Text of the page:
The Digital Cowboy 

Venice Film Festival 2006


At times, Schiffman's a project's requirements required Schiffman's an "overlap" of his expertise.

Schiffman’s efforts in Europe and elsewhere resulted in an exclusive invitation to be the preferred digital mastering and playback system for the 63rd Venice Film Festival.

Although the Cannes Film Festival is perhaps better known, the Venice Film Festival is considered a more prestigious among filmmakers. Included in the Festival was a one 3D symposium for the Italy chapter of SMPTE. This "sideshow" required Schiffman & Drake to deliver the Symposium media while maintaining the daily mastering & screening schedule.

The project was daunting. For the first time at any International Film Festival, on-site DCinema Mastering would be available to entrants, with multiple digital screenings scheduled in four separate Festival venues. The event required Schiffman's experience in project management, special events. and the "field trials" of a mastering workflow Schiffman created for this International "spotlight" event.

In addition, digital screening would compete equally with traditional film prints, a first for this, or any International Film Festival.

Nearly a month of intensive planning and project management preceded the event. The Venice Film Festival runs for 11 days. In early August, Schiffman departed for Venice to begin on-site setup, with support from QuVIS Engineer Curtis Drake, and QuVIS distributor Gabriel Berto, Managing Director of Impianti Televisi.

A first-ever Mastering and Network Operations Center (MNOC) was established on the top floor of the Festival administration building which also housed their largest and most prestigious cinema, Sale Grande. During the ten days prior to the Festival, the MNOC was brought on-line, Mastering begun, players deployed to the four Festival cinemas, and DCinema operators trained.

The daily presentation schedule was rarely finalized before 8 pm the prior evening, occasionally later. Each workday began with player verification and reconfirmation of the screening schedule. Screenings generally began between 7:30-8:00 am and usually ended about 11:30 pm.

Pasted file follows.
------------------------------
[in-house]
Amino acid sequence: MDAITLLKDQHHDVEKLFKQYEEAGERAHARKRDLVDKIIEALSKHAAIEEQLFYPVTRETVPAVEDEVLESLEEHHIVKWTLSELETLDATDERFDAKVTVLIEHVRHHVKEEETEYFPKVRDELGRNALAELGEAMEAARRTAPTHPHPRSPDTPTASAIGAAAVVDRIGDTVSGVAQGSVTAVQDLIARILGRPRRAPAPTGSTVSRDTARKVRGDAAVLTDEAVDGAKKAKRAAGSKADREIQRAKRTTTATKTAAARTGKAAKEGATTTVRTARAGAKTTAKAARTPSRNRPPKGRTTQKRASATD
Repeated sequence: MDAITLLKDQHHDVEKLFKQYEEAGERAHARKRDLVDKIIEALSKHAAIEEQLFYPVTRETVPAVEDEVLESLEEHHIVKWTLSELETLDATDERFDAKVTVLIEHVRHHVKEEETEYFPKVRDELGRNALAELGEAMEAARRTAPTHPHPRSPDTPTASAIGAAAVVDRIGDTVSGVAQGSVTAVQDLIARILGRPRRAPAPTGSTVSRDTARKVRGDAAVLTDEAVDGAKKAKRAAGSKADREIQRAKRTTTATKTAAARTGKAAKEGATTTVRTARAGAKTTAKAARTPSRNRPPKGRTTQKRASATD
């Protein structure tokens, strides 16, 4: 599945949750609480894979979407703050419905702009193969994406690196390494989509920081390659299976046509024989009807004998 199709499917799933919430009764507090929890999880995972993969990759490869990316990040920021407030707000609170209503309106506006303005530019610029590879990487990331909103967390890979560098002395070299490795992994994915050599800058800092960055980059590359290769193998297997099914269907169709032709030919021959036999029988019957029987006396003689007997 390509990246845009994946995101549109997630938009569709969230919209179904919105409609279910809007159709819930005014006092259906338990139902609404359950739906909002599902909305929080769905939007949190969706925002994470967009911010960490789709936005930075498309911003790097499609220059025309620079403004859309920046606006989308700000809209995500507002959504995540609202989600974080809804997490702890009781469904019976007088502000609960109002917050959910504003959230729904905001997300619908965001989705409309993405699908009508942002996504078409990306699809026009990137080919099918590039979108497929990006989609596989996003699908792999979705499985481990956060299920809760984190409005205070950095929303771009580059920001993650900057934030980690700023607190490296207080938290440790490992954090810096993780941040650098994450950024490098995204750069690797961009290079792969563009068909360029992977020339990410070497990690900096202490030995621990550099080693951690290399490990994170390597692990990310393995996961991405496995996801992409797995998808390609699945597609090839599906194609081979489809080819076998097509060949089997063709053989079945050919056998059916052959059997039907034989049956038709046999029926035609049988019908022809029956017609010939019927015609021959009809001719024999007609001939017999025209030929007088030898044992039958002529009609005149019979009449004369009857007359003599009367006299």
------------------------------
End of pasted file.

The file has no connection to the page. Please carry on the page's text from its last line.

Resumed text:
The Mastering, quality checking, and digital print duplication processes occurred nonstop from before the Festival opening into the final day. Drake and Schiffman’s “on-duty” time ranged 16-20 hours daily.

35 titles were digitally mastered on-site, and more than 130 digital screenings delivered during the Festival without failure, problem, or a lost show.


                                                Schiffman in the MNOC                                                                                                                     MNOC – Drake (right), Schiffman (left)



The New & the Old. Sale Grande Cinema projection booth.

DCinema server on top of the audio rack (left). Film projector (right)

Sale Grande is largest of the festival cinemas, seating nearly 1,000 people.







Schiffman trains server operators in the Sale Volpi cinema projection booth.

Over his shoulder on the right is a 35 mm film winder. In the rack behind him

is part of the cinema sound system. Sale Volpi seats about 60 viewers.
















                                                     Opening Day                                                                                                            Sale Grande from the back row, during setup.